The protagonists of a video released by Gloucestershire police showing an altercation on a country road between a slow-moving cyclist and a black clad woman have come forward to give their own versions of events. The police video, plus the original version which suggested that conflict between hunt supporters and hunt monitors lay behind the incident, gave rise to much speculation in comments here on road.cc about the events.
Today, the Mail on Sunday has revealed that it has tracked down the man and woman involved in the incident which took place near Bibury in January, the former being 54-year-old Christopher Cox, joint master of the Oxfordshire’s Heythrop hunt, based in Prime Minister David Cameron’s constituency, with the latter identified as 23-year-old hunt saboteur, veterinary science student, part-time artist’s model and single mother Emily Marsh.
The Mail goes on to describe how the redheaded Miss Marsh – said to be a member of the Guildford Hunt Saboteurs’ ‘Whippet Squad’ goes by the name of the Foxy Lady or simply The Fox and isn’t averse to turning cartwheels while filming hunt activities.
Meanwhile, it also makes much of Mr Cox’s lineage, said to stretch back via the Irish aristocracy to William the Conqueror, as well as his family’s military background.
Those pen portraits sketch out two figures in what the newspaper describes as “a quietly simmering war being played out in the countryside because of the hunting ban,” introduced under the Hunting Act 2004 and which among other things makes the hunting of foxes with dogs illegal.
Hunt monitors seek to ensure that hunting takes place within the law, which for instance permits hunting an artificial trail including gathering video evidence, although confrontations between them and members of hunts are not uncommon, with each side accusing the other of violence at times.
The video posted to YouTube by police has been removed “due to a copyright infringement” made by user Zinfandelorganic, the poster of the original video, which remains on the site.
Speaking to the Mail on Sunday, Miss Marsh gave her version of the incident: “You have to understand that this was the culmination of months of abuse towards us,” she explained.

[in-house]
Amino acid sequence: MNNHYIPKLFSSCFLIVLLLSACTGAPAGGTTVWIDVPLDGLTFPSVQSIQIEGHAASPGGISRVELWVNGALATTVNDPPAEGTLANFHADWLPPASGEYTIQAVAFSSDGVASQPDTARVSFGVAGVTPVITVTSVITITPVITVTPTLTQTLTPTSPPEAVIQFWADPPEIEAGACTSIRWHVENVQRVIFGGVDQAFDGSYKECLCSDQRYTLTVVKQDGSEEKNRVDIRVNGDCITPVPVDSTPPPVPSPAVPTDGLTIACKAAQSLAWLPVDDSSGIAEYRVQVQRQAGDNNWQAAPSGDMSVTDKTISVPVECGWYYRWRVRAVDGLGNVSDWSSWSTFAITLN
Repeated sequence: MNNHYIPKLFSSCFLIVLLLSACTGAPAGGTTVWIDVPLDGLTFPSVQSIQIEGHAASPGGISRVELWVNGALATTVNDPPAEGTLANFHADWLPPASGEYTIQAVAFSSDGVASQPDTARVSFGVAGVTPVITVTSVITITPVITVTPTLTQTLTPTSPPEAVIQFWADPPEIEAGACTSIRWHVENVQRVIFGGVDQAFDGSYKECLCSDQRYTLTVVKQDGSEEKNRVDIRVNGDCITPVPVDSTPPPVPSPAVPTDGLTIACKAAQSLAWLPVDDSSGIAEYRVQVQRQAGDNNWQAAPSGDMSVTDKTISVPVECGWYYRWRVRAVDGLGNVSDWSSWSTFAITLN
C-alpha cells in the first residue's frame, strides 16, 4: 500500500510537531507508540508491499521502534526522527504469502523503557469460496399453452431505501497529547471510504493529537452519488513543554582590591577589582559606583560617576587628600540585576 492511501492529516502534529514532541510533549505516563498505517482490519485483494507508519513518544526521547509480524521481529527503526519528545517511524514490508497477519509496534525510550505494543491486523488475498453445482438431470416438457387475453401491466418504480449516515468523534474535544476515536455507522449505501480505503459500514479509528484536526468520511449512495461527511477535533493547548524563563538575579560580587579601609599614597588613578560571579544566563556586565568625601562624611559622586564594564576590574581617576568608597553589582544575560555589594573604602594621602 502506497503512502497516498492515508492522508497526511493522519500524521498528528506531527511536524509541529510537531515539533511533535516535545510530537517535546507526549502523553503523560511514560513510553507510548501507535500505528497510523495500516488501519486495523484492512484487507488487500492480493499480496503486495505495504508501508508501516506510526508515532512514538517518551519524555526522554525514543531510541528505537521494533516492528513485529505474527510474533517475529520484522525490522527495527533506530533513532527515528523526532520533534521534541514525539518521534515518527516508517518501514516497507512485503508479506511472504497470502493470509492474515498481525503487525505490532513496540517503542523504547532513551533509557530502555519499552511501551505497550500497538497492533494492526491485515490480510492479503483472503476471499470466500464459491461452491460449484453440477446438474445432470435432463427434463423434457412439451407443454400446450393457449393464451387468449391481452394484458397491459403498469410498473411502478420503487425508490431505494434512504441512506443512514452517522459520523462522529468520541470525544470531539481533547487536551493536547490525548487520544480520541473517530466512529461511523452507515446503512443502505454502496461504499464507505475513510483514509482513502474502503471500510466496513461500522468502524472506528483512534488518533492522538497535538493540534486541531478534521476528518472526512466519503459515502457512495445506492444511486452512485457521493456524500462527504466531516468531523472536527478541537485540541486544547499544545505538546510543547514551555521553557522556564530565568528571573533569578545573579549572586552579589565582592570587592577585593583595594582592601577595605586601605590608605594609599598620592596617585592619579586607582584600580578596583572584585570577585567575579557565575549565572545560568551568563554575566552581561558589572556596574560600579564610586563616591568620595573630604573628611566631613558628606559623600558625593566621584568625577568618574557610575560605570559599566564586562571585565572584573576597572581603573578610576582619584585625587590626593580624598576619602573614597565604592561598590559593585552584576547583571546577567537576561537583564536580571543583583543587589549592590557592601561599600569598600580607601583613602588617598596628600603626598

“They always try to hold us up and on this occasion there were about five cars behind our Land Rover. It was obvious what he was doing.
“Some of the other sabs asked why I didn’t pull him off his bike – I could easily have done. But I didn’t want to hurt the idiot.
“I was shouting at him to please move out of the way before I reached him. It was only when he went for my chest that I saw red and gave him a kick. But even then I only kicked his bike.
“He was just a foolish man brought up to think cruelty is okay.’
Miss Marsh said that she had contacted police following the incident “because the blow to my chest was painful and intrusive,” although she added that she took no further action because she had decided that “it wasn’t worth it.”
She continued: “I rang the police again last week after they put out their appeal. They said they had to investigate because of the video and would see me this week but haven’t.”
Mr Cox, a former army major who is now an insurance company director and lives in Stow-on-the-Wold, Gloucestershire, told the newspaper that the incident was “nasty.”
However, he dismissed suggestions that he had been riding his bike deliberately slowly in an attempt to hold up the hunt monitors, and said he was cycling because his horse was lame.
“There was plenty of opportunity to overtake,” he insisted, although the evidence presented in the original video suggests otherwise. “It could have been worse – there were ten of them,” added the former army officer.
He said that although he had not reported the incident to police when it happened, he did get in touch with them following last week’s appeal.
One hunt supporter who has encountered Miss Marsh while she has been carrying out her hunt monitoring activities said: “She is an incredibly fast runner, strong and fit, the Lara Croft of the antis,” adding, “Many of the hunt find her attractive and try to flirt with her, which she finds terribly annoying.”
Gloucestershire police told the Mail on Sunday that “the enquiry is ongoing” after a number of people contact them to pass on the identity of the people in the video.
According to the newspaper, the Heythrop hunt’s supporters include former News International chief executive Rebekah Brooks and her husband, racehorse trainer Charlie Brooks, as well as Top Gear presenter Jeremy Clarkson who has permitted the hunt to cross his land, all of whom live nearby.
It added that the RSPCA launched a private prosecution a fortnight ago against the Heythrop and four of its members in relation to what it the animal welfare charity alleges is illegal fox-hunting carried out by the hunt. The case is due to be heard at Banbury Magistrates’ Court in June 1, and according to the Mail on Sunday could be “politically sensitive” for Mr Cameron.
Born in Scotland, Simon moved to London aged seven and now lives in the Oxfordshire Cotswolds with his miniature schnauzer, Elodie. He fell in love with cycling one Saturday morning in 1994 while living in Italy when Milan-San Remo went past his front door. A daily cycle commuter in London back before riding to work started to boom, he's been news editor at road.cc since 2009. Handily for work, he speaks French and Italian. He doesn't get to ride his Colnago as often as he'd like, and freely admits he's much more adept at cooking than fettling with bikes.